We have already shown you how to save money when you're filling your gas tank at the pump, but that isn't the only way to keep a few bucks in your pocket. You can save money in-between fill-ups by using smart driving techniques. Master the art of conserving gas, that is, using less in the first place, and you'll be filling up less and saving more. Here are our 10 top tips to keep your gas tank full this summer.

Drive a manual/stick shift if you can

Driving a car with manual transmission is a learned skill to be sure, but it's one worth acquiring if you wish to save money. Driving a manual puts you more in control of RPMs and keeps you more aware of your driving habits. the only trouble? Manual transmissions are more common on sporty models and heavier duty trucks, both of which are not known for their thrifty gas mileage. But if those appeal to you, or you have a manual already, you're ahead of the game. Driving a manual can save you an average of 2 to 5 miles per gallon.

Drive at or below the speed limit

Keep an eye on your speedometer and let up on the lead foot!

We know, we know, this is boring advice. But speeding causes you to burn up gas at a much quicker rate, meaning you're blowing money out the exhaust as you haul down the highway. Most cars are designed to operate best and most efficiently when traveling about 50-60 miles per hour, so keep an eye on your speedometer and let up on the lead foot.

Of course, driving at or below the speed limit also improves safety and cuts down on speeding tickets, which saves you money in the long run.

Use cruise control when possible

Similar to the above tip, use cruise control whenever possible to cut down on unnecessary speed changes which burn fuel fast. Driving aggressively, weaving in and out of traffic and speeding then slowing down, can lower your gas mileage by 15 to 30 percent. Cruise control regulates your speed and lets you take your foot off the pedals...curtailing your ability to stop and start. Find a comfortable space in the right lane, flip on cruise control, and enjoy the ride, knowing your gas tank is still nice and full.

Stop early and long

Stopping and accelerating hard are two easy ways you're probably wasting gas every time you drive, especially around town. Stop early and long. This requires actively engaging in driving, rather than drifting off into your own thoughts. You'll need to anticipate stops so you can hit the brake pedal early. Go easy on it, allowing a nice long stop. This often results in not having to fully stop at all, because you'll take it so slow and easy, the light will change and you'll be going with the flow of traffic as it turns green.

"Lift and Cover" often

The term "lift and cover" means to take your foot off the accelerator and transfer it to hover over the brake. This allows you to be prepared to stop while not needing to push down on the accelerator, thereby saving gas. Do this when driving around town in slower traffic, or when you're going around hills or curves. You can also coast. Take advantage of the downhill motion to take your foot off the accelerator. No need to spend gas when gravity is doing all the work. This might not have a huge effect on gas mileage, but every little bit counts.

Don't idle

Idling, or keeping your car running when you are not actually driving, such as when in line at the bank, or selecting a movie at Redbox. Idling is not allowed in many towns and areas (such as by schools), and for good reason. You may feel more comfortable in a running car, but you're just letting fuel go straight into the atmosphere while you go nowhere. Not only is this detrimental to the environment, it's detrimental to your sense of frugality. Restarting your car only uses about 10 seconds' worth of fuel, so if you're going to be idling for more than 10 seconds, it's better to turn off your car and restart later.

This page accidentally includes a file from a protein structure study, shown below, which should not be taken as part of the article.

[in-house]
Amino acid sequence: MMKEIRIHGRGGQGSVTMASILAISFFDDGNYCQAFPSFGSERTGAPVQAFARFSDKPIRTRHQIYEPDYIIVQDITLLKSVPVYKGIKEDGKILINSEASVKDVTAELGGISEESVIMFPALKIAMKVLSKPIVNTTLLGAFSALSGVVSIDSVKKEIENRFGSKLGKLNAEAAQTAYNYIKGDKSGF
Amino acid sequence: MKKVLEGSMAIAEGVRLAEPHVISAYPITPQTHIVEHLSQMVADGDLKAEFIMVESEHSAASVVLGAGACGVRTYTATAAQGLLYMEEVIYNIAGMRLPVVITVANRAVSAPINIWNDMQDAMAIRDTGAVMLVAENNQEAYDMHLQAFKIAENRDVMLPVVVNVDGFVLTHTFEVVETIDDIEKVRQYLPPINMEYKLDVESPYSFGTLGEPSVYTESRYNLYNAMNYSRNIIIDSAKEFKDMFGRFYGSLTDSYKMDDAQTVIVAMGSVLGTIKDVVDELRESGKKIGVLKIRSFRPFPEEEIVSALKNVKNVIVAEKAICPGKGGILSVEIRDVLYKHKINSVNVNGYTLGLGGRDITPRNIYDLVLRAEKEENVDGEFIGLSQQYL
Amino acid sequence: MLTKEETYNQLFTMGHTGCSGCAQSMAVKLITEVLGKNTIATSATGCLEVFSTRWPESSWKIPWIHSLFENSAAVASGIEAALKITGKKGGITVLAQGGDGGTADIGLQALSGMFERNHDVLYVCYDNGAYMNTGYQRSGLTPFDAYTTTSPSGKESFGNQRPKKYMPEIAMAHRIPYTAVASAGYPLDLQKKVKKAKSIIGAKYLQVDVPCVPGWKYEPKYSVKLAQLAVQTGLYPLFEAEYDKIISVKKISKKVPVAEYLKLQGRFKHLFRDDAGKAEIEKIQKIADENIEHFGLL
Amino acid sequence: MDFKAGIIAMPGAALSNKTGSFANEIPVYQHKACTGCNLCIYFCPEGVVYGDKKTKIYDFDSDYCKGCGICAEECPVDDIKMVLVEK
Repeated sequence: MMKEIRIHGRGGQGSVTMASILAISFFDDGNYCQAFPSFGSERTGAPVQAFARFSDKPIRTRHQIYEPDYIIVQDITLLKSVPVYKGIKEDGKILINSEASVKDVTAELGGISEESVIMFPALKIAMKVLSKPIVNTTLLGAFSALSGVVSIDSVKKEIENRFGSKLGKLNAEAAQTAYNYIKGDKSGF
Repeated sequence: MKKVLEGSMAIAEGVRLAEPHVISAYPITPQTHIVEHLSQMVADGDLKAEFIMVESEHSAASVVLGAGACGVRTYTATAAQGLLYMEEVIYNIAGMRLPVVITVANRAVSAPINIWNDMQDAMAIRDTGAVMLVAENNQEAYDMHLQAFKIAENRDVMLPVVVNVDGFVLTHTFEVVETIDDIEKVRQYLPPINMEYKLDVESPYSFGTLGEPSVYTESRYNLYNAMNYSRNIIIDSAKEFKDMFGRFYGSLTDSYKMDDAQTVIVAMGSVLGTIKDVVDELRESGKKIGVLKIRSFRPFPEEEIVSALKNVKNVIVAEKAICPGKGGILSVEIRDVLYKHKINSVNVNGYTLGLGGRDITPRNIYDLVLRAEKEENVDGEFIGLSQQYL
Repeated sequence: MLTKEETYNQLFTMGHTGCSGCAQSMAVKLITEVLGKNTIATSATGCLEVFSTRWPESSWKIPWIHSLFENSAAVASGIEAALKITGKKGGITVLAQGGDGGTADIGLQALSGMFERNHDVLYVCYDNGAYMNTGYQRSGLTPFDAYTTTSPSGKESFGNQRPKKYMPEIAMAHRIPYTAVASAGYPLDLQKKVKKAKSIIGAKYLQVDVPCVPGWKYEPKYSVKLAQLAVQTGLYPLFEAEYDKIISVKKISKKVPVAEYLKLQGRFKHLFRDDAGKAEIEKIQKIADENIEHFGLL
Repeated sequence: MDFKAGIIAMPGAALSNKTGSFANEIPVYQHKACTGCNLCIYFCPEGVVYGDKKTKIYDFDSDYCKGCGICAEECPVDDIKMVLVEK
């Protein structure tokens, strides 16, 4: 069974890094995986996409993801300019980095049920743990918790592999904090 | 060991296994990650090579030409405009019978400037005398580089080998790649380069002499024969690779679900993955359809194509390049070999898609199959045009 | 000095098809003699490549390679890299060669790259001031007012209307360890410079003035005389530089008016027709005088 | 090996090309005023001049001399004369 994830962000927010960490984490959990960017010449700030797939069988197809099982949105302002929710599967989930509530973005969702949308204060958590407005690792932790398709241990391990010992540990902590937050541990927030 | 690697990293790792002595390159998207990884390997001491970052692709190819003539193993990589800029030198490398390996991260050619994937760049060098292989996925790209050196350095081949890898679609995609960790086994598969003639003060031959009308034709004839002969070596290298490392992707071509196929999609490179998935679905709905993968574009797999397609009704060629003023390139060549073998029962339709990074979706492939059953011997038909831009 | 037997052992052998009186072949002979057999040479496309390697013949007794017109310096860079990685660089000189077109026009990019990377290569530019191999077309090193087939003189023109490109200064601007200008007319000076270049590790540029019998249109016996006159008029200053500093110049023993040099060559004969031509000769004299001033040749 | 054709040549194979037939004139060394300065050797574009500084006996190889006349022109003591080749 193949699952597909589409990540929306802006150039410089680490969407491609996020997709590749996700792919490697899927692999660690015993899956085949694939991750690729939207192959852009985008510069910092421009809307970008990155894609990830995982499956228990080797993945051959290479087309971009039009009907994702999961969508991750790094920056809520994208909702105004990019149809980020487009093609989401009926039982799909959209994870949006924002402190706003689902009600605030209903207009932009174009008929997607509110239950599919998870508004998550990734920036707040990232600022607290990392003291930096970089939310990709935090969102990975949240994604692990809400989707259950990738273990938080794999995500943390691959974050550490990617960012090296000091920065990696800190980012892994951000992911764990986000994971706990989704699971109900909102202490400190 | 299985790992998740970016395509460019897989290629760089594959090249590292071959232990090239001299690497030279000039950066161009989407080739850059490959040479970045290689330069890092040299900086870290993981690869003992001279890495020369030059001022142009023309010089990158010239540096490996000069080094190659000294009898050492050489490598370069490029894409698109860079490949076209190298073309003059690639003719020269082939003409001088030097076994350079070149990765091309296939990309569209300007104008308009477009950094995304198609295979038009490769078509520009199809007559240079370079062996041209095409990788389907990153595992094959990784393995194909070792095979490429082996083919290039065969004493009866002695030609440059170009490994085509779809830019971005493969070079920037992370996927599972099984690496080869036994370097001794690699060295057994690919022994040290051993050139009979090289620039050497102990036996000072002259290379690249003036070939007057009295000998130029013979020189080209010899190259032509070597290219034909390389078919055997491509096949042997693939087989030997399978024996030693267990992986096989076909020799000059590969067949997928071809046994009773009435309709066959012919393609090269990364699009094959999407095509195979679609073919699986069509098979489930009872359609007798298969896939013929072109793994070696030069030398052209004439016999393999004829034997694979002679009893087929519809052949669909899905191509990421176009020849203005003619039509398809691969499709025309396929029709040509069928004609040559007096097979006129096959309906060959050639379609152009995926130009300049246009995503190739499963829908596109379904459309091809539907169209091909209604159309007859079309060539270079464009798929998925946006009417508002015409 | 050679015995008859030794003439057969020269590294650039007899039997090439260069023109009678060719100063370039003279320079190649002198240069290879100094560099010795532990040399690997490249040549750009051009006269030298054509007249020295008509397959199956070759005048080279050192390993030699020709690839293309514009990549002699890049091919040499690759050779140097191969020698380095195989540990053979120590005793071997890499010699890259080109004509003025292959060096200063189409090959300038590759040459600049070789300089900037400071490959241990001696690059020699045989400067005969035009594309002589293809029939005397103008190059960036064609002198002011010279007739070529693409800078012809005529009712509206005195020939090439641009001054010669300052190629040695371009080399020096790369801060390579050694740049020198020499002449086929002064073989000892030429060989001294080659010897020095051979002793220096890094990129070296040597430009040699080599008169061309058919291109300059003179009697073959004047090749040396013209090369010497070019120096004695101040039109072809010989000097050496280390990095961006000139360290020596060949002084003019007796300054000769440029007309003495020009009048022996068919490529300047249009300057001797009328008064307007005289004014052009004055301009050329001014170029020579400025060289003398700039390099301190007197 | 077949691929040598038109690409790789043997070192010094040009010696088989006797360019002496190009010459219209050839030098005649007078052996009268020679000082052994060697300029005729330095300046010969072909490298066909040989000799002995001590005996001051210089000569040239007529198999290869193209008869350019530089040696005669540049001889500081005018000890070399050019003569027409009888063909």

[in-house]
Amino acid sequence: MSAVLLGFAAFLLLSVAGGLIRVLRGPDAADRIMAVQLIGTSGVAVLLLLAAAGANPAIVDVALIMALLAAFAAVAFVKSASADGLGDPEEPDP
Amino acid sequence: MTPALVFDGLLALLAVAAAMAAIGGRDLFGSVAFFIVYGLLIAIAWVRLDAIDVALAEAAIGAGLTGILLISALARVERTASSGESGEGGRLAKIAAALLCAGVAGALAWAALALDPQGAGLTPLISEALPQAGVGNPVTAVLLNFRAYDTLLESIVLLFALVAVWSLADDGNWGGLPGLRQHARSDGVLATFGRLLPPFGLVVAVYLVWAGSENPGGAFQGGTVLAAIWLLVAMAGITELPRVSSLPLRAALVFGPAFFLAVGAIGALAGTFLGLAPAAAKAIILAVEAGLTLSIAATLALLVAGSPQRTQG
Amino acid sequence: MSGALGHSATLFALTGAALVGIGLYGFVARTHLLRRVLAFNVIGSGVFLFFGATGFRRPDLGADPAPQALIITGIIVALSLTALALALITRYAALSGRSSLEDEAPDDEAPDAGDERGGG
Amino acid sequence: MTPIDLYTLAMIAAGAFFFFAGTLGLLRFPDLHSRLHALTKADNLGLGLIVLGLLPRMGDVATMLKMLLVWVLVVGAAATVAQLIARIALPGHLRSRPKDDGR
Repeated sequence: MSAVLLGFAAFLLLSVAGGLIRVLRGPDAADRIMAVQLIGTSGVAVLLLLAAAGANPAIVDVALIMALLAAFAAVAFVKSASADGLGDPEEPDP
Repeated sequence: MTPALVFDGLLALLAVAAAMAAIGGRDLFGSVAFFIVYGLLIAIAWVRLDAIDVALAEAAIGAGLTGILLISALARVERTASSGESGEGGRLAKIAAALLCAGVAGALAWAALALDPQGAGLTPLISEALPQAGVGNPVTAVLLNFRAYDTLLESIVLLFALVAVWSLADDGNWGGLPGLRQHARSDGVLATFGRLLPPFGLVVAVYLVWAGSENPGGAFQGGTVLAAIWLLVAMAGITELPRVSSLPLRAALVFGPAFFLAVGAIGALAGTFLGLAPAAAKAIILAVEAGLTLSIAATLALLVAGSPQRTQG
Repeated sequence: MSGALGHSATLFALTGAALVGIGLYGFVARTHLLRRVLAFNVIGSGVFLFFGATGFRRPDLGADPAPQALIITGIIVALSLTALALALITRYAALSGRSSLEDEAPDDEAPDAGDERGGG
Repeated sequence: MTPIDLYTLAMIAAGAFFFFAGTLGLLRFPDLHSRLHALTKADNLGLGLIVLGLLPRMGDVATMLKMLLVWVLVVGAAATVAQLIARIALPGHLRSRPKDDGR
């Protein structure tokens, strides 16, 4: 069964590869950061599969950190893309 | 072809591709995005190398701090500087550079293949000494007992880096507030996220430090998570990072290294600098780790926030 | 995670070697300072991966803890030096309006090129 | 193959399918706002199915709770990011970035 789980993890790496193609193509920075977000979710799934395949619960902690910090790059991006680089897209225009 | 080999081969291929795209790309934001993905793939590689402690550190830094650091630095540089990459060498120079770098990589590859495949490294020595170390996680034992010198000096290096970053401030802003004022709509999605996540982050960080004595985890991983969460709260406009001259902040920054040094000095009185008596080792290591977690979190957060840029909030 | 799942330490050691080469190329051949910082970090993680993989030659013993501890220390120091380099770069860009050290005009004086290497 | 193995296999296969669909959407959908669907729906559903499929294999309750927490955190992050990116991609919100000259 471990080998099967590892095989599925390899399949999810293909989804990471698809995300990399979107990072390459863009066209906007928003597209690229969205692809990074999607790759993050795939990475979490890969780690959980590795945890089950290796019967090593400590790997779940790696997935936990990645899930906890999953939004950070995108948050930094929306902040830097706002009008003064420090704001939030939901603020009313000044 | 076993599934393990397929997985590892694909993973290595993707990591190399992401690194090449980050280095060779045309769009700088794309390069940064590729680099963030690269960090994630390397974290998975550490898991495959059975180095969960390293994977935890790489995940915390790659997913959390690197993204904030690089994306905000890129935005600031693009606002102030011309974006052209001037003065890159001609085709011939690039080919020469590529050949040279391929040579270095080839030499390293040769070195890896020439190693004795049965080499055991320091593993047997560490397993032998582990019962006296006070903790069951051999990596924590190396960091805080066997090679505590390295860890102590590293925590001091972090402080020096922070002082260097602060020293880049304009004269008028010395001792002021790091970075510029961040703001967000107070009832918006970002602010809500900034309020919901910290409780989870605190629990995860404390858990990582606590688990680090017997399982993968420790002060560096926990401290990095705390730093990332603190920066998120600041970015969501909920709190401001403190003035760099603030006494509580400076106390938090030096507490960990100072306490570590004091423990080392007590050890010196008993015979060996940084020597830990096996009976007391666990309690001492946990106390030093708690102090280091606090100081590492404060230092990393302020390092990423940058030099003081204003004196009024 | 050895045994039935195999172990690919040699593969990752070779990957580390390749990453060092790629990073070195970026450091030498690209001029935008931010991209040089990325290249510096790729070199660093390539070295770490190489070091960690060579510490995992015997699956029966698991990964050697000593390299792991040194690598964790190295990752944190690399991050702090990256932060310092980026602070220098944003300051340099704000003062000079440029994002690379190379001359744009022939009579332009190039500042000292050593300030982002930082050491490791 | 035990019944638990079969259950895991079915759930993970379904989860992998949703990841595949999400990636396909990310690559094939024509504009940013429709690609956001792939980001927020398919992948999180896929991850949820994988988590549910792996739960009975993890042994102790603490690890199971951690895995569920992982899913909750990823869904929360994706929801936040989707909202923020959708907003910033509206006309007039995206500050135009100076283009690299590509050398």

Keep your car light

Don't add extra weight, which, of course, weighs down your car. Don't haul around the dog kennel if you only bring the dog to the groomer's once a month. Don't bring all of your beach gear when you only get there occasionally. Keeping your car light uses less gas. Bikes, kayaks, rooftop carriers and cargo bins also add resistance and lower gas mileage, so take them off when you're not using them.

Keep your tires well maintained

Reduce drag by making sure your tires are in tip-top shape. Of course, purchasing new tires is a big investment that doesn't offset the price of gas, but riding on worn-out tires is not only less cost-effective for gasoline, but it's also unsafe. Put a penny Lincoln's-head-down between the treads on your tires. Can you Lincoln's hairline? If so, it's time for new tires. And swap out your heavy winter tires as soon as you can for lighter snow tires, or keep the all-seasons on until your car can't handle the weather.

Use a GPS to check for different route options

Pull out your handy cell phone and check the GPS for alternate routes when you're going out of your normal routine. There are also apps that can show you alternate routes. If there's construction, instead of idling in traffic for hours on end, seek an alternate route. Most people will look for the shortest distance, but that can actually often mean more gas. Look for the one with the fastest travel time, which is likely to mean you won't have to start and stop as much.

Be creative with your transportation

Of course, driving is often the most convenient way to get to work, school, or anywhere in between. But it's often just a default for us and not necessarily the smartest option. Things like saving up errands on one side of town to do together can help gas mileage tremendously. Driving all over town aimlessly, at the mercy of our whims, wastes precious gas. Carpooling is another great option, and public transportation or biking/walking may make sense for your lifestyle.